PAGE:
PMCC PMCC

Search tips
Search criteria

Advanced
Results 1-3 (3)
 

Clipboard (0)
None

Select a Filter Below

Journals
Authors
more »
Year of Publication
Document Types
1.  Alcohol Use by Men Is a Risk Factor for the Acquisition of Sexually Transmitted Infections and Human Immunodeficiency Virus From Female Sex Workers in Mumbai, India 
Sexually transmitted diseases  2005;32(11):685-690.
Objective
We investigated whether men who were under the influence of alcohol when visiting female sex workers (FSW) were at greater risk for sexually transmitted infections (STI) and human immunodeficiency virus (HIV).
Study
A cross-sectional analysis using baseline data from a randomized controlled trial of an HIV prevention intervention for high-risk men in Mumbai, India.
Results
The overall HIV prevalence among 1741 men sampled was 14%; 64% had either a confirmed STI or HIV; 92% reported sex with an FSW, of whom 66% reported having sex while under the influence of alcohol (SUI). SUI was associated with unprotected sex (odds ratio [OR]: 3.1; 95% confidence interval [CI], 2.3–4.1), anal sex (OR: 1.5; 1.1–2.0), and more than10 FSW partners (OR: 2.2; 1.8–2.7). SUI was independently associated with having either an STI or HIV (OR: 1.5; 1.2–1.9).
Conclusion
Men who drink alcohol when visiting FSWs engage in riskier behavior and are more likely to have HIV and STIs. Prevention programs in India need to raise awareness of this relationship.
PMCID: PMC3709449  PMID: 16254543
2.  Bisexuality, Sexual Risk Taking, and HIV Prevalence Among Men Who Have Sex With Men Accessing Voluntary Counseling and Testing Services in Mumbai, India 
Objectives
To describe sociodemographics, sexual risk behavior, and estimate HIV and sexually transmitted infection (STI) prevalence among men who have sex with men (MSM) in Mumbai, India.
Methods
Eight hundred thirty-one MSM attending voluntary counseling and testing (VCT) services at the Humsafar Trust, answered a behavioral questionnaire and consented for Venereal Disease Research Laboratory and HIV testing from January 2003 through December 2004. Multivariate logistic regression was performed for sociodemographics, sexual risk behavior, and STIs with HIV result as an outcome.
Results
HIV prevalence among MSM was 12.5%. MSM who were illiterate [adjusted odds ratio (AOR) 2.28; 95% confidence interval (CI): 1.08 to 4.84], married (AOR 2.70; 95% CI: 1,56 to 4.76), preferred male partners (AOR 4.68; 95% CI: 1.90 to 11.51), had partners of both genders (AOR 2.73; 95% CI: 1.03 to 7.23), presented with an STI (AOR 3.31; 95% CI: 1.96 to 5.61); or presented with a reactive venereal disease research laboratory test (AOR 4.92; 95% CI: 2.55 to 9.53) at their VCT visit were more likely to be HIV infected.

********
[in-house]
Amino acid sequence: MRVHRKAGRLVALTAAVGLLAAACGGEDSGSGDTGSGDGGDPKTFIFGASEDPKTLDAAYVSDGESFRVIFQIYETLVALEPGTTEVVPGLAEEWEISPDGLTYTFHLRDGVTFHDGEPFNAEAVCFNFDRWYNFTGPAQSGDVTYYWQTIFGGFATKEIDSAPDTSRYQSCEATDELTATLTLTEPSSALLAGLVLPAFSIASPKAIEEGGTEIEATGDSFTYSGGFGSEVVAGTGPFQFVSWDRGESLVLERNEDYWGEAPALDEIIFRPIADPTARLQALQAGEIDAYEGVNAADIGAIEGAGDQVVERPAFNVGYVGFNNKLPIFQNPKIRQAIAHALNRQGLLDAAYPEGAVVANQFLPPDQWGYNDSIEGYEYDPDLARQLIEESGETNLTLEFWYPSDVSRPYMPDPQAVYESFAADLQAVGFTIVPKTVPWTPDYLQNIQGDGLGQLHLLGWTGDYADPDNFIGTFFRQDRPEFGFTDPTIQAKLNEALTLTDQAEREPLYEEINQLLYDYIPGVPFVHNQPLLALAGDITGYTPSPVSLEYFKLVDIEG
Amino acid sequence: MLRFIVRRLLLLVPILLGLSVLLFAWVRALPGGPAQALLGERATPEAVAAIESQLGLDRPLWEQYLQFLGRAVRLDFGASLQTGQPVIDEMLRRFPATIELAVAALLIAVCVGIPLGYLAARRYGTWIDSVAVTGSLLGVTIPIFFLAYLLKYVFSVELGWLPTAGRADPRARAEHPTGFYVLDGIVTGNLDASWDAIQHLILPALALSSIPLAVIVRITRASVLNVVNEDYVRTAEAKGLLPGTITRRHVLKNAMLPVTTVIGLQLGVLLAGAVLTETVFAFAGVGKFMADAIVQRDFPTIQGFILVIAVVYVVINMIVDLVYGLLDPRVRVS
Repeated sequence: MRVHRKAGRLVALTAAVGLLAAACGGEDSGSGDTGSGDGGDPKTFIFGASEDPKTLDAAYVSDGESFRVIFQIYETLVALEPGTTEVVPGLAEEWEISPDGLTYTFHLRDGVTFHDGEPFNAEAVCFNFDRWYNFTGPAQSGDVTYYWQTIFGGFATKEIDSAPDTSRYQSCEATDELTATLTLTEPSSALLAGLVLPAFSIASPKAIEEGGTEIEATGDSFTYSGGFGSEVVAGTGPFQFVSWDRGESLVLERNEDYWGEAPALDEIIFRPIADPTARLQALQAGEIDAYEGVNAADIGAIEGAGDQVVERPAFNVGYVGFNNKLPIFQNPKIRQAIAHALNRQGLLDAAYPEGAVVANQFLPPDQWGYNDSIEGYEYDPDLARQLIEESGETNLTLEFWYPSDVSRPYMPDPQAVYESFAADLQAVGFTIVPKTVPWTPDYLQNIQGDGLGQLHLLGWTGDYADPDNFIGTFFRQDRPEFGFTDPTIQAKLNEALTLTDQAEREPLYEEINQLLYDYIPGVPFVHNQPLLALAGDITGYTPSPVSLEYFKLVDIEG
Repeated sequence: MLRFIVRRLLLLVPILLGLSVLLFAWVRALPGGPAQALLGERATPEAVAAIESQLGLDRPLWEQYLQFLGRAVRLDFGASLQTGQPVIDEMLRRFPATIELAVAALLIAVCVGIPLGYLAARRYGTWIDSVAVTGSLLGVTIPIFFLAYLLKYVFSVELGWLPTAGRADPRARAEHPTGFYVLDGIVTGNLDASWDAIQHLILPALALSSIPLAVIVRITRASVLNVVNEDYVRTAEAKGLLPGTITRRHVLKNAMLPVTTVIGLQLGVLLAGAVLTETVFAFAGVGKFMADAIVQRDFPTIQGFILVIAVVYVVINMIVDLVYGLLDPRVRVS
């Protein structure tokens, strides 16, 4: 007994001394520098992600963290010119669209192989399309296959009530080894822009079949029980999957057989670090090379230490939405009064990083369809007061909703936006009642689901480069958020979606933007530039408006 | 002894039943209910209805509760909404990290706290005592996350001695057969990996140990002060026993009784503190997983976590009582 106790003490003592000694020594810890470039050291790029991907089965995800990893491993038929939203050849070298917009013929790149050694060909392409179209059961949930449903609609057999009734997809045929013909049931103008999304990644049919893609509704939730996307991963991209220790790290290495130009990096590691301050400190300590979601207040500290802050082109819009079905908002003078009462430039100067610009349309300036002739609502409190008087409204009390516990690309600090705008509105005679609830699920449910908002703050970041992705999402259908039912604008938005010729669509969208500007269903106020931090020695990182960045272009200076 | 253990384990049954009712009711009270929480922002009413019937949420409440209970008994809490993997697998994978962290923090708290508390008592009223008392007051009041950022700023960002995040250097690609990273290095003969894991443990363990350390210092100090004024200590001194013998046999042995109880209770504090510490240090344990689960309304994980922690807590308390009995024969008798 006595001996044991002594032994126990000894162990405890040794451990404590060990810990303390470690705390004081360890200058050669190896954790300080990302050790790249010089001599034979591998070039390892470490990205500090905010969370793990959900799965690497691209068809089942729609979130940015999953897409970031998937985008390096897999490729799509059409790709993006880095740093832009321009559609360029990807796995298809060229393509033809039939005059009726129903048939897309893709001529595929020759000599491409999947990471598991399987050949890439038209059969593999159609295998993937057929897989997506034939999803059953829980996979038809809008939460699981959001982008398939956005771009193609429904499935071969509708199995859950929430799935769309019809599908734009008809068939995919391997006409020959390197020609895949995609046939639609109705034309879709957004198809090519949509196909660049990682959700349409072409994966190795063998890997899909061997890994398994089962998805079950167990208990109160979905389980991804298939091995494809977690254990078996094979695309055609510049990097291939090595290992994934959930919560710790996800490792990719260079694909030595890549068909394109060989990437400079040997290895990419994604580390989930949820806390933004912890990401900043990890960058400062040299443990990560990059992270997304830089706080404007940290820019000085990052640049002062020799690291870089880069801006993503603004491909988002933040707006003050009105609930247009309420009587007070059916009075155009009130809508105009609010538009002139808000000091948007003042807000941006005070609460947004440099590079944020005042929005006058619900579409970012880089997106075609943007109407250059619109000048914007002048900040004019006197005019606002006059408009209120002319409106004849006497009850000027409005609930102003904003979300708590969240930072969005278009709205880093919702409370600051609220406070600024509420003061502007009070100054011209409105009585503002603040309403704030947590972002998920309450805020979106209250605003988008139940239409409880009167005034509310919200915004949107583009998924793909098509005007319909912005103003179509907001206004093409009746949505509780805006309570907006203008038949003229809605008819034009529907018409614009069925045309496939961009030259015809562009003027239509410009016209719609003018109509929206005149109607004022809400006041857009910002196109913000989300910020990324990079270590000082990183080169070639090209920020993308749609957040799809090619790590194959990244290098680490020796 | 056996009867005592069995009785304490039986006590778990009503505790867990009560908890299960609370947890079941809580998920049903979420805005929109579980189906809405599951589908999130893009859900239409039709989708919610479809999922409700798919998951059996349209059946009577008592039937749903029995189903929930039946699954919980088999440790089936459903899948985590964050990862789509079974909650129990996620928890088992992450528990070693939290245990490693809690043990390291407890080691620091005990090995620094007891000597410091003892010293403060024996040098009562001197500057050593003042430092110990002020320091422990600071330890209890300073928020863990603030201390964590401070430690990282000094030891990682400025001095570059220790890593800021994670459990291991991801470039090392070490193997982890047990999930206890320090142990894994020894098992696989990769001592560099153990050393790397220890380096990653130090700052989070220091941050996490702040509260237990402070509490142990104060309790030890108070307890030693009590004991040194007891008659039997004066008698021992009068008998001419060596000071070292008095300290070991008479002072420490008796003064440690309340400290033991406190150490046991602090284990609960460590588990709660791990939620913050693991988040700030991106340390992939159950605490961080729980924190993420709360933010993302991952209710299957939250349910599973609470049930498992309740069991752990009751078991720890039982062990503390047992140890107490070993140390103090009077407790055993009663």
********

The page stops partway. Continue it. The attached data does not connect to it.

Conclusions
MSM accessing VCT services in Mumbai have a high risk of STI and HIV acquisition. Culturally appropriate interventions that focus on sexual risk behavior and promote condom use among MSM, particularly the bridge population of bisexual men, are needed to slow the urban Indian AIDS epidemic.
doi:10.1097/QAI.0b013e3181c354d8
PMCID: PMC2844633  PMID: 19934765
bisexual; homosexual; India; men who have sex with men; Mumbai; voluntary counseling and testing
3.  Utility of Pooled Urine Specimens for Detection of Chlamydia trachomatis and Neisseria gonorrhoeae in Men Attending Public Sexually Transmitted Infection Clinics in Mumbai, India, by PCR 
Journal of Clinical Microbiology  2005;43(4):1674-1677.
Pooling urogenital specimens for the detection of Chlamydia trachomatis and Neisseria gonorrhoeae by nucleic acid amplification tests is an attractive alternative to individual testing. As pooling can reduce the costs of testing as well as labor, it has been advocated for use in resource-poor settings. However, it has neither been widely adopted nor evaluated for use in developing countries. We evaluated the practical use of pooling first-catch urine (FCU) specimens for the detection of C. trachomatis and N. gonorrhoeae from 690 men in Mumbai, India, by PCR. FCU, urethral smears, and swabs were collected from men seen at two sexually transmitted infection (STI) clinics. All laboratory testing was done at the Lokmanya Tilak General Hospital. Gram stain smears and culture isolation for N. gonorrhoeae were performed. Each FCU was tested individually and in pools using the Roche Amplicor PCR for C. trachomatis and N. gonorrhoeae with an internal control for inhibition. Specimen pools consisted of aliquots from five consecutively processed FCUs combined into an amplification tube. An optical density reading of ≥0.20 indicated a pool for which subsequent testing of individual samples was required. Prevalence by PCR on single specimens was 2.2% (15/690) for C. trachomatis and 5.4% (37/690) for N. gonorrhoeae. Compared to individual FCU results, pooling for C. trachomatis and N. gonorrhoeae had an overall sensitivity of 96.1% (50/52). Specificity was 96.5% (83/86) in that three pools required single testing that failed to identify a positive specimen. Pooling missed two positive specimens, decreased the inhibition rate, and saved 50.3% of reagent costs. In this resource-limited setting, the use of pooling to detect C. trachomatis and N. gonorrhoeae by PCR proved to be a simple, accurate, and cost-effective procedure compared to individual testing.
doi:10.1128/JCM.43.4.1674-1677.2005
PMCID: PMC1081387  PMID: 15814983

Results 1-3 (3)